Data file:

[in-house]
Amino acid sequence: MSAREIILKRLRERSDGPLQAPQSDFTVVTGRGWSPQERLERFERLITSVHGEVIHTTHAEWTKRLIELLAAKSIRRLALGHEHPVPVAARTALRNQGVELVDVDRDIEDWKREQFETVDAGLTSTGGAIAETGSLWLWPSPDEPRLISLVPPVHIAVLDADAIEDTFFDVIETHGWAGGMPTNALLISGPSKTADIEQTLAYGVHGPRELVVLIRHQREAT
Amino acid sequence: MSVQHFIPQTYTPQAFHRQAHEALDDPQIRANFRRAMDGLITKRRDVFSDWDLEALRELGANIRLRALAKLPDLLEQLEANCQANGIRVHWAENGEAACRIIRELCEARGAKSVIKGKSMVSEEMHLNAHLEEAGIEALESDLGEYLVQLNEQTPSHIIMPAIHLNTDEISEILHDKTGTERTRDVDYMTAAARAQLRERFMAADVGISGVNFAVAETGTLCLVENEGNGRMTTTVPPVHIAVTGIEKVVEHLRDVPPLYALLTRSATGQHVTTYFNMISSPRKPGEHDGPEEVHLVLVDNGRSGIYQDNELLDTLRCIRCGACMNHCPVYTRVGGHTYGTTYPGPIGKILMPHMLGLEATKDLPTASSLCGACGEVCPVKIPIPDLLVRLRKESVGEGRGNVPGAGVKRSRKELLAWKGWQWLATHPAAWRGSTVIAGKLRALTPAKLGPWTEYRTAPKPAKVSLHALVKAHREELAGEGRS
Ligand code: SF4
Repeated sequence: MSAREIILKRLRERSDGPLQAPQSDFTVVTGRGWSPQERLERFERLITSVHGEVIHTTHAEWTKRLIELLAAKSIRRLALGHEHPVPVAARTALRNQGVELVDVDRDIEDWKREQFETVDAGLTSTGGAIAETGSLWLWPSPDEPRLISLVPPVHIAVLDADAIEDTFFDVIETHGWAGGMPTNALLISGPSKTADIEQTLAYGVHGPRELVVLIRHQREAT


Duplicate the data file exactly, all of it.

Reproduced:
[in-house]
Amino acid sequence: MSAREIILKRLRERSDGPLQAPQSDFTVVTGRGWSPQERLERFERLITSVHGEVIHTTHAEWTKRLIELLAAKSIRRLALGHEHPVPVAARTALRNQGVELVDVDRDIEDWKREQFETVDAGLTSTGGAIAETGSLWLWPSPDEPRLISLVPPVHIAVLDADAIEDTFFDVIETHGWAGGMPTNALLISGPSKTADIEQTLAYGVHGPRELVVLIRHQREAT
Amino acid sequence: MSVQHFIPQTYTPQAFHRQAHEALDDPQIRANFRRAMDGLITKRRDVFSDWDLEALRELGANIRLRALAKLPDLLEQLEANCQANGIRVHWAENGEAACRIIRELCEARGAKSVIKGKSMVSEEMHLNAHLEEAGIEALESDLGEYLVQLNEQTPSHIIMPAIHLNTDEISEILHDKTGTERTRDVDYMTAAARAQLRERFMAADVGISGVNFAVAETGTLCLVENEGNGRMTTTVPPVHIAVTGIEKVVEHLRDVPPLYALLTRSATGQHVTTYFNMISSPRKPGEHDGPEEVHLVLVDNGRSGIYQDNELLDTLRCIRCGACMNHCPVYTRVGGHTYGTTYPGPIGKILMPHMLGLEATKDLPTASSLCGACGEVCPVKIPIPDLLVRLRKESVGEGRGNVPGAGVKRSRKELLAWKGWQWLATHPAAWRGSTVIAGKLRALTPAKLGPWTEYRTAPKPAKVSLHALVKAHREELAGEGRS
Ligand code: SF4
Repeated sequence: MSAREIILKRLRERSDGPLQAPQSDFTVVTGRGWSPQERLERFERLITSVHGEVIHTTHAEWTKRLIELLAAKSIRRLALGHEHPVPVAARTALRNQGVELVDVDRDIEDWKREQFETVDAGLTSTGGAIAETGSLWLWPSPDEPRLISLVPPVHIAVLDADAIEDTFFDVIETHGWAGGMPTNALLISGPSKTADIEQTLAYGVHGPRELVVLIRHQREAT